All of which presents a real step forward to achieving the ‘iFrigate™’.

With the vessel able to accommodate a variety of equipment choices and with flexibility at the centre of the design philosophy Arrowhead can be deployed for a broad range of roles from low threat security operations to task force deployments.

The Arrowhead design lends itself equally to either a single build strategy, or a cross–site build strategy bringing together modules – an approach used for aircraft carrier assembly at Rosyth.

  
Arrowhead general purpose frigate scale model as showcased on Babcock's stand at DSEI 2017
 
Craig Lockhart, Managing Director Naval Marine, Babcock said: “Arrowhead is a game changing general purpose frigate for modern navies. Optimising Through Life Support costs is at the very core of the principles of Arrowhead’s design and build methodology, all balanced against the ability to deliver the required capability.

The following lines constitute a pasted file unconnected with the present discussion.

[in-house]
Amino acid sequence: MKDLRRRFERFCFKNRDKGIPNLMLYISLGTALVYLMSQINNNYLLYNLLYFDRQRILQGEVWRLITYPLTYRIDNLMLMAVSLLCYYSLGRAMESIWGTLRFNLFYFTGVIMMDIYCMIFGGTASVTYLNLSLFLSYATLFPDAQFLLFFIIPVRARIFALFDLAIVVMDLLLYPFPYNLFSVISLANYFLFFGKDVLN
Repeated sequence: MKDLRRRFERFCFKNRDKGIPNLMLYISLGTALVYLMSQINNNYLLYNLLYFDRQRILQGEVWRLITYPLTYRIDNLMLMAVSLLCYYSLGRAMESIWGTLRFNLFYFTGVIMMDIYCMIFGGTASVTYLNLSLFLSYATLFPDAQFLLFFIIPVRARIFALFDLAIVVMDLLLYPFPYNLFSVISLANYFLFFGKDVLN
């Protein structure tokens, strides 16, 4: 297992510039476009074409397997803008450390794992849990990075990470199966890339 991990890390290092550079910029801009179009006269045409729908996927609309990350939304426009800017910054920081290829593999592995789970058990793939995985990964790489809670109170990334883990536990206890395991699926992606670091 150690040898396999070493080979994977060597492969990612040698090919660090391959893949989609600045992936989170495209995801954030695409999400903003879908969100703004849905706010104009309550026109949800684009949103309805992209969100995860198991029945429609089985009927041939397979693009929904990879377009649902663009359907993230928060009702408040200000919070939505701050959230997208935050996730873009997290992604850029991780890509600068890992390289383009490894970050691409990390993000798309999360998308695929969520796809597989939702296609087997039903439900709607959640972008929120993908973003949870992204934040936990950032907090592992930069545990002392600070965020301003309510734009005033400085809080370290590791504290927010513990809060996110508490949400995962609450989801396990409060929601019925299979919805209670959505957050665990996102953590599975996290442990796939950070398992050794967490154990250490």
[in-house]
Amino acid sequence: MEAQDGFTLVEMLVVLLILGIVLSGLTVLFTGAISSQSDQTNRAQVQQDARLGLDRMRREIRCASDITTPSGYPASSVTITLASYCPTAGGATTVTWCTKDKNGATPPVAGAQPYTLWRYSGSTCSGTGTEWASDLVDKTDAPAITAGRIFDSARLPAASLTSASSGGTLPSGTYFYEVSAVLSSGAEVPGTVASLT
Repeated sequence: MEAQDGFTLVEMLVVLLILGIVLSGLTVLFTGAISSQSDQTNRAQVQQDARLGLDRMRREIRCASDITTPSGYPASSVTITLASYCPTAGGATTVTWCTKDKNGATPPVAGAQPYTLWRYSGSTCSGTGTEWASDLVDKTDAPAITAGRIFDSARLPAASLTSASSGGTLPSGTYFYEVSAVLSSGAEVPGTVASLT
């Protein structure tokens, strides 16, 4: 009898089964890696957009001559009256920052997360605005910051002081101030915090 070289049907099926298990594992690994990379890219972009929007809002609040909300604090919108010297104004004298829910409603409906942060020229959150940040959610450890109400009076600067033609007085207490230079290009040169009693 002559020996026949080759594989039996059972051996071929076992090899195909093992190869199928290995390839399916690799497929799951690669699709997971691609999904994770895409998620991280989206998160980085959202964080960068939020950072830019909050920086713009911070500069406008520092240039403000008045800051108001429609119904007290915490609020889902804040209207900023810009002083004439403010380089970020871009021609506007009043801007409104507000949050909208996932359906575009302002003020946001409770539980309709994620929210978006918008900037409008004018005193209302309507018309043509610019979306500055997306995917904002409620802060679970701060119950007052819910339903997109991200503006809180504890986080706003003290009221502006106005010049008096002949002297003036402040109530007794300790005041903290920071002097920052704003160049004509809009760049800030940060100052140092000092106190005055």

“In focusing Arrowhead’s development around a sustainable and capable design that will help to keep any fleet ‘mission ready’, Babcock has drawn upon its significant experience in vessel design and support for global clients”.

The 120m Arrowhead is an exciting addition to Babcock’s portfolio of ships that also includes 50m Inshore Patrol Vessels, and 70m and 90m Offshore Patrol Vessels. The most recent build example being the Samuel Beckett Class OPVs that Babcock is building for the Irish Naval Service at its Appledore facility in North Devon.

  
Arrowhead feature a shell door on the water line to easily recover people in distress (man over board or migrants).